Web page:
Three Mental Shifts To Navigate Transitions Successfully
Because we live in a culture that fears change, we don’t provide people with the accurate information and necessary tools that would guide them through the tricky emotional terrain of transitions. We expect our young people to dive into the awkward stage of adolescence without guidance and information about the monumental changes that are occurring emotionally and physically. We expect college graduates to enter the world of adulthood without a map of what to expect during their 20s. And the list goes on –- from getting married to becoming a parent to moving, changing jobs, getting divorced, empty nest, retirement, and losing a loved one –- we leave people in the rapids of transition and expect them to figure it out on their own.
It doesn’t take much to relieve the first layer of anxiety commonly associated with transitions; a little information goes a long way. When I first learned about the three stages of transitions –- letting go, in-between, and new beginning –- that every culture worldwide has been following since time immemorial, I breathed a full-body exhale of relief. I was in my early 20s and I remember thinking, “You mean there’s been an emotional roadmap this entire time that could have helped me make sense of my life and nobody told me about it?” The map is quite simple, and once you incorporate it into your mental toolbox, as well as the three mental shifts below, you will be outfitted with a life raft to see you through every transition you will endure.
1. It’s okay to grieve, even if it’s a positive transition.
We have a deeply ingrained notion in this culture that says, “If you’re embarking on a positive change –- like getting married, having a baby, or buying a house –- you shouldn’t feel scared, doubtful, or sad.” This belief points to a cultural ignorance about transitions in that we don’t understand that every change involves a loss of the old life. When you’re getting married, you’re letting go of your identity as a single person in the world. When you’re having a baby, you’re letting go of your identity as a non-parent and a childless couple. You’re saying goodbye to what’s comfortable, safe, and familiar; it’s okay to grieve.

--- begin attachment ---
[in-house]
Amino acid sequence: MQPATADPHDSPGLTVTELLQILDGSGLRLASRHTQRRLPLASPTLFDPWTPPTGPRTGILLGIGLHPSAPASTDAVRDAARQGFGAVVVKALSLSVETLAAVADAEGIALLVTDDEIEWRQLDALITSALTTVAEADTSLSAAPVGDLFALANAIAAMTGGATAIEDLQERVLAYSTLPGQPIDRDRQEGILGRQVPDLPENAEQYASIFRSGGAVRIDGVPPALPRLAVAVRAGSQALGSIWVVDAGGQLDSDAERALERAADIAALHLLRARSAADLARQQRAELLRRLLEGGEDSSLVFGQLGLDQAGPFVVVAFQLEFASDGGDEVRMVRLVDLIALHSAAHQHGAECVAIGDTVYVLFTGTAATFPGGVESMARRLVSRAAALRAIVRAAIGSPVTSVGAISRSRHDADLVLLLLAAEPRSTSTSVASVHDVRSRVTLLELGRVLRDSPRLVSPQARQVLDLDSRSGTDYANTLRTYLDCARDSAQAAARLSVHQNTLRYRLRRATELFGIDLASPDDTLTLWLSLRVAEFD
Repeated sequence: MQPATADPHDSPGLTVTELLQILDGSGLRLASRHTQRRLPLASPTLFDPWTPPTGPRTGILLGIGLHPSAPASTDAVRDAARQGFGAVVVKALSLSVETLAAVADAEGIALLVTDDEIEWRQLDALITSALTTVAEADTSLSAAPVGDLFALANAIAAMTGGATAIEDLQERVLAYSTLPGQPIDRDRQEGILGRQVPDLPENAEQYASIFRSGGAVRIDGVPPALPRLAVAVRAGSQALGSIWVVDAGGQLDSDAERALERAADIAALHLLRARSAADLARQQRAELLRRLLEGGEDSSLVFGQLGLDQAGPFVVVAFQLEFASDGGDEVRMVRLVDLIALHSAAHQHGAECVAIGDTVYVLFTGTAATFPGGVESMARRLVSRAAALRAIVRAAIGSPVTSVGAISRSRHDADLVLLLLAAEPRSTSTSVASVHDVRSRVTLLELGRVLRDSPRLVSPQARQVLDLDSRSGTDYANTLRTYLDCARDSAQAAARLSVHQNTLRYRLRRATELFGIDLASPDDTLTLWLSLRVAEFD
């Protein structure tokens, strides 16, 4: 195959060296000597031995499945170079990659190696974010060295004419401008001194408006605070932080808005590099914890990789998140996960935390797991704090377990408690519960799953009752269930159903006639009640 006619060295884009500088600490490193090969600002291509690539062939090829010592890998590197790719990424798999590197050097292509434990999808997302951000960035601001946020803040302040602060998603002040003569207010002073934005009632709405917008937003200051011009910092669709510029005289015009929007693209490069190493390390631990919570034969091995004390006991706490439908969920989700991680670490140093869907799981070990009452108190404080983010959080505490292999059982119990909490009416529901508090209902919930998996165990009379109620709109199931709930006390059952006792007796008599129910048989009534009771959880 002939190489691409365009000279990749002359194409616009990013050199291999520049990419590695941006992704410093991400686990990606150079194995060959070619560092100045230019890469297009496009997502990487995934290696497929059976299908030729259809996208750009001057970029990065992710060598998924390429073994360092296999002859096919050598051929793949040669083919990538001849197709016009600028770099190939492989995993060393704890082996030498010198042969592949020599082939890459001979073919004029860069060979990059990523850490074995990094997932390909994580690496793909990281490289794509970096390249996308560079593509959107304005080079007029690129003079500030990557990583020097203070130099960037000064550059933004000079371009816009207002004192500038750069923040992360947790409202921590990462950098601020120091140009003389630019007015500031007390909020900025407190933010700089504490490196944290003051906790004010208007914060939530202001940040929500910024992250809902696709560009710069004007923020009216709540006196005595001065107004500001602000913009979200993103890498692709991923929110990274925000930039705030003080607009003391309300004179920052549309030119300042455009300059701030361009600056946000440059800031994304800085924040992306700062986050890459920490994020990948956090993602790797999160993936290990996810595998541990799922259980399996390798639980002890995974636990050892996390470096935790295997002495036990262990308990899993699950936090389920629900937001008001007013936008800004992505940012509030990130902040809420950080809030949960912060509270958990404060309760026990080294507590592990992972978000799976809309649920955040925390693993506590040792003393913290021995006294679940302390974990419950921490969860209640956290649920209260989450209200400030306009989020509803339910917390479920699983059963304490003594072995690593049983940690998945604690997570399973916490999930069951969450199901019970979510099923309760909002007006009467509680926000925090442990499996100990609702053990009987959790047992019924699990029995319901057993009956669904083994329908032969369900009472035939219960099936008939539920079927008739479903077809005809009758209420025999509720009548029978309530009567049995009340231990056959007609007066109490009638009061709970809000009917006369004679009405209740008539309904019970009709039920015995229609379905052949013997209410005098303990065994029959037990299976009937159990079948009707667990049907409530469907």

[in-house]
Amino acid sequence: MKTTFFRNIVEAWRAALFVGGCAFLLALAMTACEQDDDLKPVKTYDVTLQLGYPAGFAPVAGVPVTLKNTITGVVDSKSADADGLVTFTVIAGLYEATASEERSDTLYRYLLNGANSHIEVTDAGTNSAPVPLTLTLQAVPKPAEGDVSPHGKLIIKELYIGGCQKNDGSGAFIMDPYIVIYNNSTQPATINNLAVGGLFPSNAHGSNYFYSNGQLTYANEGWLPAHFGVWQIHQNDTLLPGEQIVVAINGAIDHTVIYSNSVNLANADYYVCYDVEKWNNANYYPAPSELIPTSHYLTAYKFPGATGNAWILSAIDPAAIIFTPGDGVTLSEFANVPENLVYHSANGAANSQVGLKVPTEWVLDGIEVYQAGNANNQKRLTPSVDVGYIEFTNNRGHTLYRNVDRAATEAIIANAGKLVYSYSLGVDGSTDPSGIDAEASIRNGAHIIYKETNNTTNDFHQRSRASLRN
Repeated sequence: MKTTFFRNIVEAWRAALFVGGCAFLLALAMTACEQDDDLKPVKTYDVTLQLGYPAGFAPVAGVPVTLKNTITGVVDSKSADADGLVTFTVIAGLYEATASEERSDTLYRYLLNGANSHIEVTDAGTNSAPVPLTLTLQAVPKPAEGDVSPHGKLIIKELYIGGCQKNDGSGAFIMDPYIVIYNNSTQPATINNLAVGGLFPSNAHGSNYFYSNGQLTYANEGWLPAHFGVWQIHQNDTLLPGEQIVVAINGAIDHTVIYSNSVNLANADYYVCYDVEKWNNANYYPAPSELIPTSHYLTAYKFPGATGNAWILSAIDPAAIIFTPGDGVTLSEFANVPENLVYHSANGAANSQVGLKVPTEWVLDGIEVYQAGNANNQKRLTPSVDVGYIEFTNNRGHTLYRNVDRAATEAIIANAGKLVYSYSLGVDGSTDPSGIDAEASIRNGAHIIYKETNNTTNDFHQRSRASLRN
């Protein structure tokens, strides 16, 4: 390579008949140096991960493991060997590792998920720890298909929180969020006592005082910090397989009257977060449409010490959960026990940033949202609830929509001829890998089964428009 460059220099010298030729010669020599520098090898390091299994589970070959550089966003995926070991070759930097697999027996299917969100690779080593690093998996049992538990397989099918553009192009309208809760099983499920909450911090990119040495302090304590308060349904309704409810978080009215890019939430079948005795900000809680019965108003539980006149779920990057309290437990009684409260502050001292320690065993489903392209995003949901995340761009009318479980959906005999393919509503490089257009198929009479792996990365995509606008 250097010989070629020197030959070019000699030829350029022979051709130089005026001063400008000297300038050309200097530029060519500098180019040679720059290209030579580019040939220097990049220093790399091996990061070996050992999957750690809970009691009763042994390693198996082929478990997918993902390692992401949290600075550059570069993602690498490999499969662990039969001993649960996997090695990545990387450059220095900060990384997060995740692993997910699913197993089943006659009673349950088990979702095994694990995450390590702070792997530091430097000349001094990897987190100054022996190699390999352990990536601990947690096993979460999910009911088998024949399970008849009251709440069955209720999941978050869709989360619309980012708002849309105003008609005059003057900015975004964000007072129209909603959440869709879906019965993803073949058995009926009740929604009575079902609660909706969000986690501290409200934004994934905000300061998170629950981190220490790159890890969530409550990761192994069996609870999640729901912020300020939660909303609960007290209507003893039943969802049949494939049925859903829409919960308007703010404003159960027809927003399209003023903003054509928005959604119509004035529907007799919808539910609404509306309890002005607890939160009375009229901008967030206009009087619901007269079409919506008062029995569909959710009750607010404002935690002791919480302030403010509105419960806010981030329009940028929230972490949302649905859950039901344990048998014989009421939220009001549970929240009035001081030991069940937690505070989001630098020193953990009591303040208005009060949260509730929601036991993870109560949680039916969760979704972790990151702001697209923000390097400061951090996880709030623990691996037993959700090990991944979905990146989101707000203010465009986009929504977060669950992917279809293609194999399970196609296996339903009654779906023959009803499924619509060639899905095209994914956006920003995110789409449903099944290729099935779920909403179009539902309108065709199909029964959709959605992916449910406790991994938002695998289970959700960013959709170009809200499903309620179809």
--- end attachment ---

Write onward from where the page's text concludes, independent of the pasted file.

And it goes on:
And here’s one of the secret paradoxes of transitions: the more you allow yourself to express your grief and explore your fears on the front end (during the engagement, pregnancy, or before the move to the new house), the more joy and ease you’ll have once you cross over the threshold to the new life.
2. Transitions are invitations to slow down and be.
We live in a very fast-paced culture. We move quickly, speak quickly, work quickly, type quickly. So when a transition hits, we try to power through it as quickly as possible. This doesn’t usually work out very well. Transitions seem to pull us into a more natural pace; they beckon us to slow down so that we can thoroughly grieve the old life and express the natural fears of stepping into something new. It’s almost impossible to connect emotionally when you’re moving at breakneck speed, and yet that’s how most people manage transitions. But if you stop and recognize that it’s okay to slow down, you will discover the many gifts inherent in these tumultuous times.
3. Transitions carry potent opportunities for growth and healing.
Rarely do people understand that transitions aren’t just times to “get through”; they are rich opportunities where profound growth and healing can occur. They are times when the cracked belief systems and outdated patterns of behavior are illuminated with crystalline clarity so that you have an opportunity to consciously weed them and prepare the inner ground for a new and expanded version of yourself to take root.
Knowing that the loss always gives birth new life can be a lifeline when you’re enduring the painful stage of letting go. But I assure you: just as joyous spring always follows melancholy autumn and lonely winter, so the new you will always emerge on the heels of the old stage of life. This is why transitions, while challenging times of loss, fear, vulnerability, and loneliness, are also times of great hope and renewal.
Sheryl Paul, M.A., has counseled thousands of people worldwide through her private practice, her bestselling books, her Home Study Programs and her websites. She has appeared several times on “The Oprah Winfrey Show”, as well as on “Good Morning America” and other top media shows and publications around the globe. To sign up for her free 78-page eBook, “Conscious Transitions: The 7 Most Common (and Traumatic) Life Changes“, visit her website at http://conscious-transitions.com.